Legislative Report 3/28/2013 - Taxation Angst

This week and the next the House will be sending three big bills over to the Senate: the transportation bill, the tax bill, and the budget bill. Each of these bills touches on fundamental fiscal responsibilities that we in the legislature take very seriously.

You elected me to be your voice in the legislature, reflecting your concerns about the economy, our infrastructure, our education system, the environment, and how we support our own citizens by ensuring that our fiscal plan reflects your values. You want us to spend wisely and keep in mind that your budget is being stressed as well. By the end of this session we will pass a balanced budget that meets the financial obligations of state government in a fiscally responsible way.

Concerns about tax increases have been at the top of the list of emails and phone calls I’ve received in the past week.  At the statehouse we all share your concern about tax increases.  We have all been looking at cutting spending where appropriate within the areas of our committees' jurisdiction, as well as looking for efficiencies in state programs to avoid tax increases.  Misleading TV ads about "$70 million tax increases by Democrats" as well as misleading claims by special interests serve only to distort the reality we have to work with.  An example is the claim that fuel oil taxes were going to increase by 12 cents per gallon.  The reality is that a nominal 1/2% increase on the wholesale price (less than 2 cents/gallon) was ever considered, and that was dropped because of competing budgetary concerns.  If it had been adopted, it would have meant an increase of $15 to $20 to a household's heating bill for the entire heating season.  This would have helped more homes to get weatherization services to reduce the amount of heating fuel needed.  However, we on the Natural Resources and Energy Committee elected to depend only on current funding sources which will get us through the next heating season.  This means that we'll have to come back to this issue again next year since one of those funding sources resulting from the CVPS-GMP merger will eventually disappear.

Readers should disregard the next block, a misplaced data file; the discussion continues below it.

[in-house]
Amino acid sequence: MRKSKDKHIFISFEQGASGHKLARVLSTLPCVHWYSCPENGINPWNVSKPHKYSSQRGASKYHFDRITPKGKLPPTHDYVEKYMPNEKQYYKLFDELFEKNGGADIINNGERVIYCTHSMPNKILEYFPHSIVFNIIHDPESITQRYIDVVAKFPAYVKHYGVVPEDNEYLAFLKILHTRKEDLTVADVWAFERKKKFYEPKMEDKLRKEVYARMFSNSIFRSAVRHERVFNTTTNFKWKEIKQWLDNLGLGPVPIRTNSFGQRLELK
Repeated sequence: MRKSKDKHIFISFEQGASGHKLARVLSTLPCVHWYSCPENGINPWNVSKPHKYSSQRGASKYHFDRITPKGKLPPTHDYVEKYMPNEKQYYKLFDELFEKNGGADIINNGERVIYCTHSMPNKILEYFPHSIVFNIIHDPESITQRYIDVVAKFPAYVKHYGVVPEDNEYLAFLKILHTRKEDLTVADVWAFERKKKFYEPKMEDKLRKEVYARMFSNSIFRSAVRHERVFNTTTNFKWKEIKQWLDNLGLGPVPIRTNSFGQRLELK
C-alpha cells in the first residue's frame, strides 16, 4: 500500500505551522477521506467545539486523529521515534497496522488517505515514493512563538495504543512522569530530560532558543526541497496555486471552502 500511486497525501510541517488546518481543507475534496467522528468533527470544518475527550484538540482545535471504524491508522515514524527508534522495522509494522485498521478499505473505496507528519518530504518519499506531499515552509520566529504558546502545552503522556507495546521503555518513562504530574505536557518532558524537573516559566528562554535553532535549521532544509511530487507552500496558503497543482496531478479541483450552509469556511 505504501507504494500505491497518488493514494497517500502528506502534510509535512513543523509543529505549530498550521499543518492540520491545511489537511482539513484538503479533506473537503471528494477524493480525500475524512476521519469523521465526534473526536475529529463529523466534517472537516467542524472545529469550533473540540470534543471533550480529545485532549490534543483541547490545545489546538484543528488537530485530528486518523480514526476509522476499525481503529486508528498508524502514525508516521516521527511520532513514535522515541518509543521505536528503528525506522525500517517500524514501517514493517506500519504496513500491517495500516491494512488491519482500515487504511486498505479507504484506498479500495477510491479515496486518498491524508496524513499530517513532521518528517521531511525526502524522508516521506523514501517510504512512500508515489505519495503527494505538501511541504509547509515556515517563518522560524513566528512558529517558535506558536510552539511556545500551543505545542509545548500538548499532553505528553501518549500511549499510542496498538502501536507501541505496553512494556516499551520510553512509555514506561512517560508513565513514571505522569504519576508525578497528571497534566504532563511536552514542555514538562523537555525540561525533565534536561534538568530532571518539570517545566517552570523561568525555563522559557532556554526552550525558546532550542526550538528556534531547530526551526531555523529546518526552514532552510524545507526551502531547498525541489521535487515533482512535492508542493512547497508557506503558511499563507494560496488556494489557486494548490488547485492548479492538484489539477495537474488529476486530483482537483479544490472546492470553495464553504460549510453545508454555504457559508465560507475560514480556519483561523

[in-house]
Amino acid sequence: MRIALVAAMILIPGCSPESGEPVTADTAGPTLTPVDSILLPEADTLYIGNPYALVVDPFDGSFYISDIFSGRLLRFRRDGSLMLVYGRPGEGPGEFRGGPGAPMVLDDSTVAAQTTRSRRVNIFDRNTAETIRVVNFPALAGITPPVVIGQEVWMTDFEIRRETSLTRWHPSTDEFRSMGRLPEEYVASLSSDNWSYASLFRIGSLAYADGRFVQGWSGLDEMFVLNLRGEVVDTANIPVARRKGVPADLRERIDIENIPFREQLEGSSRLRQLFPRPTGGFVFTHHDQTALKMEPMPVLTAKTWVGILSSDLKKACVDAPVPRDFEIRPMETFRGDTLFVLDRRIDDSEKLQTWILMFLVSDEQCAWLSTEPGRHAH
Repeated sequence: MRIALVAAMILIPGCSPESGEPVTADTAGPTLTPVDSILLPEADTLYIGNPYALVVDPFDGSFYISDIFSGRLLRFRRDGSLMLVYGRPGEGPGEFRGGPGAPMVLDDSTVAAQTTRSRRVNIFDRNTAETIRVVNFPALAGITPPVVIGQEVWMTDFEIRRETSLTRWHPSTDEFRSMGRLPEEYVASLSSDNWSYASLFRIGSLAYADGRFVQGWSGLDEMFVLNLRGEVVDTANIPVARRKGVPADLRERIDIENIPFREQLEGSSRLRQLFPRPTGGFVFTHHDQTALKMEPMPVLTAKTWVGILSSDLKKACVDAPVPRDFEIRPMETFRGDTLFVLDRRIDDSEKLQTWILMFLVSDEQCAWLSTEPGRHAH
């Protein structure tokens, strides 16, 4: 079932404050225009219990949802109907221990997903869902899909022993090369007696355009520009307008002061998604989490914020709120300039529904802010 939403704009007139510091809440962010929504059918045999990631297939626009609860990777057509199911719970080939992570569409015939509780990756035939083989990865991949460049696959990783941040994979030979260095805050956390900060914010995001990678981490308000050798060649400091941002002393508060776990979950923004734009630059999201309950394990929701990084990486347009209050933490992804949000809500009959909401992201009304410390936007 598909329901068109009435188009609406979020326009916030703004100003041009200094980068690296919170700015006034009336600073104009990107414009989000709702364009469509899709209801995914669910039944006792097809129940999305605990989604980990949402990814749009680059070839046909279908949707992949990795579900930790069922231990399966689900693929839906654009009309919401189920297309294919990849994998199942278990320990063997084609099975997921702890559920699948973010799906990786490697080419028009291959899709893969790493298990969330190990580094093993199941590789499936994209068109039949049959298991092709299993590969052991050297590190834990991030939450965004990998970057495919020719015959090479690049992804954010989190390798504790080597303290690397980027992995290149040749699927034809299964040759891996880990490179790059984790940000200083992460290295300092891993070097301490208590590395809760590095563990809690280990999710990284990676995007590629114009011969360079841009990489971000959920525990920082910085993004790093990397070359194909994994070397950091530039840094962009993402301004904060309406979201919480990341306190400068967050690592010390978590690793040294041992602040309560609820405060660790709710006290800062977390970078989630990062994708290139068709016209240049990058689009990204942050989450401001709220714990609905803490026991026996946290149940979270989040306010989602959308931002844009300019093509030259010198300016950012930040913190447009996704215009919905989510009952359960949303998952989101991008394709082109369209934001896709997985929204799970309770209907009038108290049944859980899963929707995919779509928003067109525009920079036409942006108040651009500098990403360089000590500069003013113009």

This past week the House passed a Transportation Bill that restructures how gasoline taxes are assessed.  The bill is $4 million less than what was requested by the Agency of Transportation and $800,000 less than last year's budget.  The restructuring of the gas tax was essential because of the huge decrease in gas tax revenues leading to underfunding of needed road and bridge repair work and other transportation services.  About 39 million fewer gallons of gas were purchased in Vermont in 2012 compared to 2005 because of more efficient vehicles and fewer miles being driven.  While this is good for the environment, it does not produce the revenues needed to maintain our aging roads and bridges essential to keeping drivers safe.  This year’s Transportation bill has split the taxation of gasoline between a cents-per-gallon basis and a percentage of the price per gallon (minus state and federal per gallon taxes).   This will lead to a 6.9 cent increase in 2014, rising to 7.7 cents in 2015, and 8.8 cents in 2016 at current prices.  (In comparison, New Hampshire just voted to increase their gasoline tax by 12 cents/gallon.) It is also worth noting that 1/3 of our gas tax revenues are collected from out of state drivers.

A common criticism is that the Transportation Fund is being raided for other purposes.  While this may have been true in the past, it is no longer so.  Other than transportation infrastructure expenses, the only other programs receiving Transportation Fund money are a small percentage for Fish and Wildlife-related transportation expenses and $25 million for DUI enforcement by State Police.

I appreciate your concern about rising taxes and will seek to critically balance the needs of Vermont taxpayers with the needs to keep Vermont healthy, strong and everything that makes Vermont a great place to live and work.

You can reach me by phone (425-3960) or by email (myantachka.dfa@gmail.com).